Got your attention, didn’t I? It seems that everyone, from the presidential candidates to my grandmother, has an opinion on these two burgeoning aspects of modern storytelling. Not the same opinion, of course. One subset of critics maintains that sex and violence shouldn’t even be in the same debate. Sex and violence, goes this reasoning are entirely different things, and one of them (take your pick) isn’t even a problem at all.
There are ways, however, in which sex and violence definitely do belong in the same discussion. Both are difficult to write in ways that don’t mar you story, and both are overused in stories in which they don’t belong. For this column, however, we’ll concentrate only on getting violence right.
What makes a violent scene work? Five things: necessity, detail, accuracy, plausibility and surprise.
Is This Violence Gratuitous?
The big complaint about violence in story-telling of all kinds is that it’s “gratuitous.” The complaint is often true. Writers of novels, TV shows and movies throw in fight scenes to “keep things lively” and “increase tension.” The results may be lively in that the audience follows the fight without falling asleep, but they’re not necessarily involved. To feel genuinely involved with a fight scene, readers need more than flashy descriptions of attacks and counterattacks. Reader involvement comes from two things that happen before the fight: motivation and timing.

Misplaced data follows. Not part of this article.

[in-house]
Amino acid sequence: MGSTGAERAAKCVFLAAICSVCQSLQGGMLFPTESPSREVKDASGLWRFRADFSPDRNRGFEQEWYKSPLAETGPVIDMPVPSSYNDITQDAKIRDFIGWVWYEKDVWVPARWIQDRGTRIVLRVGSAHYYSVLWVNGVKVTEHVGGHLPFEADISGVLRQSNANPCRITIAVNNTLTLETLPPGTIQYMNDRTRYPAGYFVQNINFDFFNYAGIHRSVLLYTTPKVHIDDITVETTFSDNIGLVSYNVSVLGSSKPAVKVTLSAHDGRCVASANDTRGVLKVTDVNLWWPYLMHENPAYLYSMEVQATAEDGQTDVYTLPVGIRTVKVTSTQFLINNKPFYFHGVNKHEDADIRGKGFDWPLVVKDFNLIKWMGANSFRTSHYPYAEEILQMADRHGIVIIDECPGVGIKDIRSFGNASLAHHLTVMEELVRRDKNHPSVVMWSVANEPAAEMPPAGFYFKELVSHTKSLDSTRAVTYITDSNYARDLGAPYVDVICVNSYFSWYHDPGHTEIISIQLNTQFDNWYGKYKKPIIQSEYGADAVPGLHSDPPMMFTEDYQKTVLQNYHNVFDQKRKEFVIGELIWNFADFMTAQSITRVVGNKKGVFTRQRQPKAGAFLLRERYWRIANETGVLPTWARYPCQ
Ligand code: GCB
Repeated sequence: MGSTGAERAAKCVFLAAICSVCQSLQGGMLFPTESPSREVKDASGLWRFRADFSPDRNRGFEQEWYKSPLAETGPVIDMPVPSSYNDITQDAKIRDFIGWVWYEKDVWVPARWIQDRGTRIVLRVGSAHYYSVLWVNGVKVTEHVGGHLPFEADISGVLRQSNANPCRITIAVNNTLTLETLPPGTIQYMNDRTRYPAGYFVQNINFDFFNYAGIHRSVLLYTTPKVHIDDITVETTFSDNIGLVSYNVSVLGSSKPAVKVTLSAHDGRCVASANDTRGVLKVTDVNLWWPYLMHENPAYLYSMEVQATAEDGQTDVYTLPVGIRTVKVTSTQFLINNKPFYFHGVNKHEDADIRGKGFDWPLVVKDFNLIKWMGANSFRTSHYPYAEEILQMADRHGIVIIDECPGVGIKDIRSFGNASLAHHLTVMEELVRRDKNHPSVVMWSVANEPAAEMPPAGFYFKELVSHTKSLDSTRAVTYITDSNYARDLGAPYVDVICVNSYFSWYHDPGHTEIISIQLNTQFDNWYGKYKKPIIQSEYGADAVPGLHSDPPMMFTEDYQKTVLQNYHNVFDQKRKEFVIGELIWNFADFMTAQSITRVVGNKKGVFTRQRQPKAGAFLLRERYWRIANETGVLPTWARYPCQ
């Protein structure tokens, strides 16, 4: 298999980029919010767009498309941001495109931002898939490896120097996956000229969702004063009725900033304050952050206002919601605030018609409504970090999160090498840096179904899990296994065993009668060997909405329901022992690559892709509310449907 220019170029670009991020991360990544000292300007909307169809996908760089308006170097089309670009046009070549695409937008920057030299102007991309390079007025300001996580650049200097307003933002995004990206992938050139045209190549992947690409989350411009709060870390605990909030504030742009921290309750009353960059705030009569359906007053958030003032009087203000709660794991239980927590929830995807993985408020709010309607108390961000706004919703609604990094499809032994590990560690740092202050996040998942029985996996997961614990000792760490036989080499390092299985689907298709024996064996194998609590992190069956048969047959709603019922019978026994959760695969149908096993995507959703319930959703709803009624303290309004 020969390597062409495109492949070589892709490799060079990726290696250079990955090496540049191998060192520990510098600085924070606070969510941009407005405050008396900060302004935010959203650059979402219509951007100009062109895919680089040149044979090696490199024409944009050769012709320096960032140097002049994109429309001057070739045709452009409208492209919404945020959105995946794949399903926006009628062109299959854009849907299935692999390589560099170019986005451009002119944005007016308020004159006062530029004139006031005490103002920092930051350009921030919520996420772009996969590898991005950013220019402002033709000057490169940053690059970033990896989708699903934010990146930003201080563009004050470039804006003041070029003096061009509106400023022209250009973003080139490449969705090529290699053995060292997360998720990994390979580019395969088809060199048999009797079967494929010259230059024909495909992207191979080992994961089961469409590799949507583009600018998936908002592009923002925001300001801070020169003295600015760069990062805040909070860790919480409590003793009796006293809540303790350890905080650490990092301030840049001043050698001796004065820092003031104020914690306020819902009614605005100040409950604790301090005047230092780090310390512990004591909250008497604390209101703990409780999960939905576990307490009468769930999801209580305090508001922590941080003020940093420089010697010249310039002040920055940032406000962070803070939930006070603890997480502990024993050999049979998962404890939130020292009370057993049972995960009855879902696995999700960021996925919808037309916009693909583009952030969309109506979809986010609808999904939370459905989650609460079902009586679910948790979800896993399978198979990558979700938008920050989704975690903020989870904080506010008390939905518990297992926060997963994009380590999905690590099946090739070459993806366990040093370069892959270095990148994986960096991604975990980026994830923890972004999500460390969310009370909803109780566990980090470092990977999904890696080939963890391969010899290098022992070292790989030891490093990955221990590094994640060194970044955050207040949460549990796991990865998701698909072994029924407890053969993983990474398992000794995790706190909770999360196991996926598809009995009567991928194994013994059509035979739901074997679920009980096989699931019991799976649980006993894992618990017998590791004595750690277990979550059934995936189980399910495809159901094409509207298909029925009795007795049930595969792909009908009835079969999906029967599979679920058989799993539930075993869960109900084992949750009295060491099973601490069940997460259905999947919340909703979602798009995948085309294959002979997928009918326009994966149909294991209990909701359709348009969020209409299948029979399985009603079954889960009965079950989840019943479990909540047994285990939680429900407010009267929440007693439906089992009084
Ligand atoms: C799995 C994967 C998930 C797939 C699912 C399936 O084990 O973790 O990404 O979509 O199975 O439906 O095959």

Motivation means that both opponents have been provided with a reason to fight. And not just any reason – there must be something at stake that matters not only to the characters but to readers. This requires careful preparation. We must have had dramatized for us what the protagonist cares about, why he cares about it, and why this particular fight is necessary to gain or keep it. Otherwise, even the most spectacular kick boxing will feel mechanical.
Consider, for example, a very brief fight from Conrad Richter’s Pulitzer prize winner, The Sea of Grass. The fight is brief; the reasons for it are as complex as the 19th-century West that Richter evokes so well. Two small boys, brothers, are having a routine fistfight, egged on by idling grown men, one of whom calls out: “I’m a-bettin’ on the Chamberlain young ‘un.” But there is no Chamberlain young ‘un. Both boys are sons of the protagonist Hal’s uncle, the fiercely proud Col. Brewton, and his mercurial wife, Lutie, whom Hal has secretly loved for years. At the suggestion that Lutie committed adultery – and with his uncle’s political enemy – Hal loses it: